Team Check-in & Conversation Starters

These simple questions can provide you with a high-level indication of how your team is doing in this area. People can be asked to respond on a simple rating scale for each question, such as:

Green going well
Amber okay, could be better
Red a serious issue

Questions to start you off...

  Do you feel able to switch off form work during your free time?
  How do you feel about your current work-life balance?
  Are you getting enough rest at the moment?
  How happy are you with the amount of time you spend on activities that are good for your health and wellbeing (exercise, for example)?
  How satisfied are you with your relationship to technology at the moment?

From this point, you can open up discussions based around the questions above, focusing on learning more about anything that’s mostly been rated as Red or possibly Amber too.

Ask your team for input into how such issues could be improved—they’ll likely appreciate the chance to have their voices heard. You can then refer back to the previous page for ideas on what actions and changes might be helpful to implement—although bear in mind this list is not exhaustive. Where appropriate, you could also provide relevant advice to team members using the ‘Tips for Individuals’ below.

For a full, detailed assessment of Behaviours and other areas of your team’s wellbeing, get in touch with us to find out how you can use Okina inyour organisation.


Advice for the Individual

The following quick tips are intended to help individuals to think about how they can increase the positive Behaviours in their lives.


Communicate your boundaries.

Make life easier for yourself by being clear to others on what your boundaries are. When are you contactable and when are you offline? How long should people expect to wait for a reply to an email?

This might mean having an honest conversation with a colleague, or something simple like writing your working hours in your email signature.


Introduce more self-care.

Set yourself one self-care activity to focus on bringing into your life. Perhaps some form of exercise, or an activity that brings you calm and relaxation—anything that you think will support your personal wellbeing.


Address your phone usage.

If you are unhappy with your relationship with your phone, consider exploring ways to reduce your dependency on it. There is a myriad of methods and suggestions out there for ways to cut down your screen time, social media use, and so on.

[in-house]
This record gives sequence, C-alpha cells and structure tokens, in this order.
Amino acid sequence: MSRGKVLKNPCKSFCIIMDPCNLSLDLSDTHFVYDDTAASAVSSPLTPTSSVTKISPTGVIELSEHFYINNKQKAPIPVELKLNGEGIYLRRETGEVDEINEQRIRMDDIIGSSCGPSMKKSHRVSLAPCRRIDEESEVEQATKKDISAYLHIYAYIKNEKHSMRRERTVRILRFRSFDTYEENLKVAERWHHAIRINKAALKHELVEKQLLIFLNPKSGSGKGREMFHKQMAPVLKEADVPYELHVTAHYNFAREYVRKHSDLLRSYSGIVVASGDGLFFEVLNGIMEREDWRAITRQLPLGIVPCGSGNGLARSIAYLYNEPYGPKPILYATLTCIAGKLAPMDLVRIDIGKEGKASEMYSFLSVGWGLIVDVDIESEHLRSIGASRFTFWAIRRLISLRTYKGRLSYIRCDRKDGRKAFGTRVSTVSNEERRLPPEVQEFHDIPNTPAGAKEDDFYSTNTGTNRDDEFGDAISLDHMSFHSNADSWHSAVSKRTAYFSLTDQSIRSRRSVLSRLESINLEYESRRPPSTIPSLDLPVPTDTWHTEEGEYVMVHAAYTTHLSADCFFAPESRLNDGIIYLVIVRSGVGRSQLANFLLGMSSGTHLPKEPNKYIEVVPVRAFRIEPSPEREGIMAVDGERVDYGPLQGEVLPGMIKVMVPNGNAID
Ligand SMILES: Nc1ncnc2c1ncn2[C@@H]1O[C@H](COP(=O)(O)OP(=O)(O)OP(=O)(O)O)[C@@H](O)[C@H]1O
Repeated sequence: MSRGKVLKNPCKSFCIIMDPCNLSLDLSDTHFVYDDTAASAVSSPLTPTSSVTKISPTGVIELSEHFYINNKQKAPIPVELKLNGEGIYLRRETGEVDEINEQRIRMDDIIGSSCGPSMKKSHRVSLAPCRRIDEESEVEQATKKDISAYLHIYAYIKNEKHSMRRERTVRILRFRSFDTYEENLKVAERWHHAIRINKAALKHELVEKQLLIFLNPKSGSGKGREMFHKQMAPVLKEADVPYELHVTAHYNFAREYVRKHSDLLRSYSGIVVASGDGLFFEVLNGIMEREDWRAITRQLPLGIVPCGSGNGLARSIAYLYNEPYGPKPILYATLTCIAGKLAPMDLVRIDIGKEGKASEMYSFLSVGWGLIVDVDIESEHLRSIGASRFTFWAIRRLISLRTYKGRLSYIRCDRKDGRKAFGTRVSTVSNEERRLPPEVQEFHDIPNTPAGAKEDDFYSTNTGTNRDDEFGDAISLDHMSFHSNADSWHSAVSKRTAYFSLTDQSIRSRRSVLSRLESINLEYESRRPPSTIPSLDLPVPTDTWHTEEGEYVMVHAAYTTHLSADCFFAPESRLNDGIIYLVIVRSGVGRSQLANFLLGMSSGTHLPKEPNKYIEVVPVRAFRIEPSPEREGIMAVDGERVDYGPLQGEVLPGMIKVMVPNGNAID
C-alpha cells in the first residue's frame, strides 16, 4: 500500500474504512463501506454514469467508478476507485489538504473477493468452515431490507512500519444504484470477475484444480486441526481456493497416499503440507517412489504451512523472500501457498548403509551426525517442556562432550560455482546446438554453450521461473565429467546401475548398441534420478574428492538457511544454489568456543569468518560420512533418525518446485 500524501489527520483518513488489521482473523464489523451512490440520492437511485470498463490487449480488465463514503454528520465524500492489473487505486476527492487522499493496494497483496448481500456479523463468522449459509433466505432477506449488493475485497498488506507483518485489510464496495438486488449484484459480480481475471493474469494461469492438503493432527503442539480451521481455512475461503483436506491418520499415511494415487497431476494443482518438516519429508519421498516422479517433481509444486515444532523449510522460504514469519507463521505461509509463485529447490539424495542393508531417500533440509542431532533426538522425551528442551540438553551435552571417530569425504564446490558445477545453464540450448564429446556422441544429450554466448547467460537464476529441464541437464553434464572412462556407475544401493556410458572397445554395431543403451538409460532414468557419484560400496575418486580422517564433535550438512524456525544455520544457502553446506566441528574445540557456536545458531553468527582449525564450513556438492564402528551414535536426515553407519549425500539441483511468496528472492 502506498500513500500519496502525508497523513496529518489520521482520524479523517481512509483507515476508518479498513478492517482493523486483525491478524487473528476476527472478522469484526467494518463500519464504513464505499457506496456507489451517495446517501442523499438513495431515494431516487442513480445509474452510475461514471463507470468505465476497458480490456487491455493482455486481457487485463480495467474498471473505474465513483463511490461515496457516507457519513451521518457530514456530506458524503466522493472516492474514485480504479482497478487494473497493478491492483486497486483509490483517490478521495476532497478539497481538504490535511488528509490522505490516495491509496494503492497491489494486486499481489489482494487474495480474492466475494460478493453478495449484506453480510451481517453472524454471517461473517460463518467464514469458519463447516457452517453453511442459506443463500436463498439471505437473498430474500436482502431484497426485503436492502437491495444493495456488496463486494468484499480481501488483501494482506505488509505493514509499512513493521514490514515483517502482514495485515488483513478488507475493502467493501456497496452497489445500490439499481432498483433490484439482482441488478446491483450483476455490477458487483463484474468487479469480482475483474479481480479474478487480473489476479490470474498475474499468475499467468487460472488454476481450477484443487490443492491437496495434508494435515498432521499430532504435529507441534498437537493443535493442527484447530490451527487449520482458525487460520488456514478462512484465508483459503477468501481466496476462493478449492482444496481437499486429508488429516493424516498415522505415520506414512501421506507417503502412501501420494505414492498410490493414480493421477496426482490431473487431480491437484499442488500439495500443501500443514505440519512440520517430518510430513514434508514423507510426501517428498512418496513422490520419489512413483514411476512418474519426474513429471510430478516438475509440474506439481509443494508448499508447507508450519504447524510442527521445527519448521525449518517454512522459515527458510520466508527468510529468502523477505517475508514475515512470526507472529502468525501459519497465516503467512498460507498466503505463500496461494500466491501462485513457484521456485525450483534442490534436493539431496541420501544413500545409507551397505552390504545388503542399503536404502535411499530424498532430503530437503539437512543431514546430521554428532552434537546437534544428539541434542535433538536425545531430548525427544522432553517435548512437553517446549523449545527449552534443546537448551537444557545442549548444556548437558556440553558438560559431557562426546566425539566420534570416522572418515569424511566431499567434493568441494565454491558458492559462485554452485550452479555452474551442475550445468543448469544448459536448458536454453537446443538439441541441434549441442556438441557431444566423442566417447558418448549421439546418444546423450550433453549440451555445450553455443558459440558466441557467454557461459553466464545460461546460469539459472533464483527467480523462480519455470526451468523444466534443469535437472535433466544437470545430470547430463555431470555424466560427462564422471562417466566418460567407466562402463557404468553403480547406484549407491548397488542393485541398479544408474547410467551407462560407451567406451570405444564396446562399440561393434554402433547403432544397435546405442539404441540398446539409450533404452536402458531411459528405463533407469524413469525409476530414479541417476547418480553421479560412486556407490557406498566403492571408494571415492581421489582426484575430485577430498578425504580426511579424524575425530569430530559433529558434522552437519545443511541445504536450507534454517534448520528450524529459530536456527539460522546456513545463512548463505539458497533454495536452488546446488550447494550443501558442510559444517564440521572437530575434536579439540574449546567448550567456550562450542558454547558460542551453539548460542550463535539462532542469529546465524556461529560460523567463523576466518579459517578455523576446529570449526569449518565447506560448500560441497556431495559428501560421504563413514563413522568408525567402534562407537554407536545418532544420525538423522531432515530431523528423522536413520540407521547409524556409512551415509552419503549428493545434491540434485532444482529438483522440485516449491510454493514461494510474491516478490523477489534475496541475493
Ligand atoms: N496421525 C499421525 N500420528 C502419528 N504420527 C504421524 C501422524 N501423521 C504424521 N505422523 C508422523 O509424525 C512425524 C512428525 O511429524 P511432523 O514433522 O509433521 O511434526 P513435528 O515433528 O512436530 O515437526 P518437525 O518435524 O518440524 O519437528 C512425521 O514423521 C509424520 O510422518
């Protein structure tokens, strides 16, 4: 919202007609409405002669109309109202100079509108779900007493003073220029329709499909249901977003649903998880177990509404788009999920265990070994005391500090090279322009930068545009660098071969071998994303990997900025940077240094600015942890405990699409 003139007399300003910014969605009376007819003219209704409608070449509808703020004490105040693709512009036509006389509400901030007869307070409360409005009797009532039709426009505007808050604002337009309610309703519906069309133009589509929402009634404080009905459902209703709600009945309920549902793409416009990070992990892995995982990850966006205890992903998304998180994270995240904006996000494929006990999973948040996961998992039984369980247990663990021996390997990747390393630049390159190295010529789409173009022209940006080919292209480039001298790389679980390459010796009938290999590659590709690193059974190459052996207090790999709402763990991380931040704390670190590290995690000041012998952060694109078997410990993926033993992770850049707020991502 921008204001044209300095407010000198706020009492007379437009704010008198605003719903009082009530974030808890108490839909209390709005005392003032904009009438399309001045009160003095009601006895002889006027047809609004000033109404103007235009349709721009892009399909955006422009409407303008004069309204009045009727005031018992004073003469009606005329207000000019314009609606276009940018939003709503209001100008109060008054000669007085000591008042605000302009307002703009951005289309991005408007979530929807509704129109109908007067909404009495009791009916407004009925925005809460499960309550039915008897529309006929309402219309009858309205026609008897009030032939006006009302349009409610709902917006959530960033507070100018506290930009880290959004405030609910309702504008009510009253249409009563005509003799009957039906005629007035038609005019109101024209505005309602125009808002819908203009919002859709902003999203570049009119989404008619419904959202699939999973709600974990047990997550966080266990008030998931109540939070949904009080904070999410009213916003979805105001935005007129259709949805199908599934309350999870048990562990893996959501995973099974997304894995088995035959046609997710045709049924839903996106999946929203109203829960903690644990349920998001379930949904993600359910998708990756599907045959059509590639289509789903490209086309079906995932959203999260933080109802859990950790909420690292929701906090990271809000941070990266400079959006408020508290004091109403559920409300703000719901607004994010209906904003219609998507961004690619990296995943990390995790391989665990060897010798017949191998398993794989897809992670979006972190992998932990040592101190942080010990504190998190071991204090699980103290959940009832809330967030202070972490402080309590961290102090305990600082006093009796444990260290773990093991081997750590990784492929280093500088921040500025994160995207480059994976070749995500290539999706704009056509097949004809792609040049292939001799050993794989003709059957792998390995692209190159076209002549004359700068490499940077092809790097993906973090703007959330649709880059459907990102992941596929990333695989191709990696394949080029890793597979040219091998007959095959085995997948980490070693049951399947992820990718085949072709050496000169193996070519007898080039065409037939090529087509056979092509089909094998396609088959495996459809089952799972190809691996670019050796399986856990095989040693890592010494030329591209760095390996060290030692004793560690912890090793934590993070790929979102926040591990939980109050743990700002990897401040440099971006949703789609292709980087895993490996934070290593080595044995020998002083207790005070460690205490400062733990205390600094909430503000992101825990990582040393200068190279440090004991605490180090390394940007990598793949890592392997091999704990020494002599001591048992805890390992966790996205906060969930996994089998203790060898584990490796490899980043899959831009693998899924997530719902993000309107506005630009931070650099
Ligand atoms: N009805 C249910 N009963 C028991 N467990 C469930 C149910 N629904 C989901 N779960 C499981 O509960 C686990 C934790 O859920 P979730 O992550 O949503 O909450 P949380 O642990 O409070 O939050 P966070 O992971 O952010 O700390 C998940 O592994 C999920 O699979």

Seek support when you need it

Formal support services are there for a reason—if you’re struggling or going through a tough time, consider finding out about what’s available to you and how it could help.


For a full, detailed assessment of Behaviours and other areas of your team’s wellbeing, get in touch with us to find out how you can use Okina in your organisation.

Find out more


Where do we go from here?

The need to better support employees as we move forward through 2021 is clear. Action is required now, proactively creating positive change before a real crisis point is reached.

Our hope is that these papers and the suggestions within them will serve as a valuable starting point for organisations to understand the key areas of need and implement the most appropriate strategies as a result. It is also important to stress the value in first taking stock of the current state of employee wellbeing within your organisation.


Breaking Bad Workshop

In this free 23min video, People Matter's CEO, Amy King shares ways in which you can inspire action and build healthier cultures, that enable people to build resilience, avoid workplace burnout and be at their best.


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Supporting Employee Mental Health Part 1

If you haven’t read Part 1 of this series, ‘Minimising Pressures, Maximising Boosts’, you can find that on our website here.

How to measure mental health at work

Obtaining a detailed measure of wellbeing through a thorough assessment will enable you to be confident that you are truly serving the particular wellbeing needs of your employees—with any decisions and resulting actions being informed by real, current data specific to your organisation.

Please visit our Actionable Guide & Toolkit for if you are interested in using a data-led approach for measuring employee wellbeing.


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You can either drop us a message via the Contact Form or book in a chat with one of our consultants.

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Written by

Emily L Jarrett,
Lead Psychologist, People Matter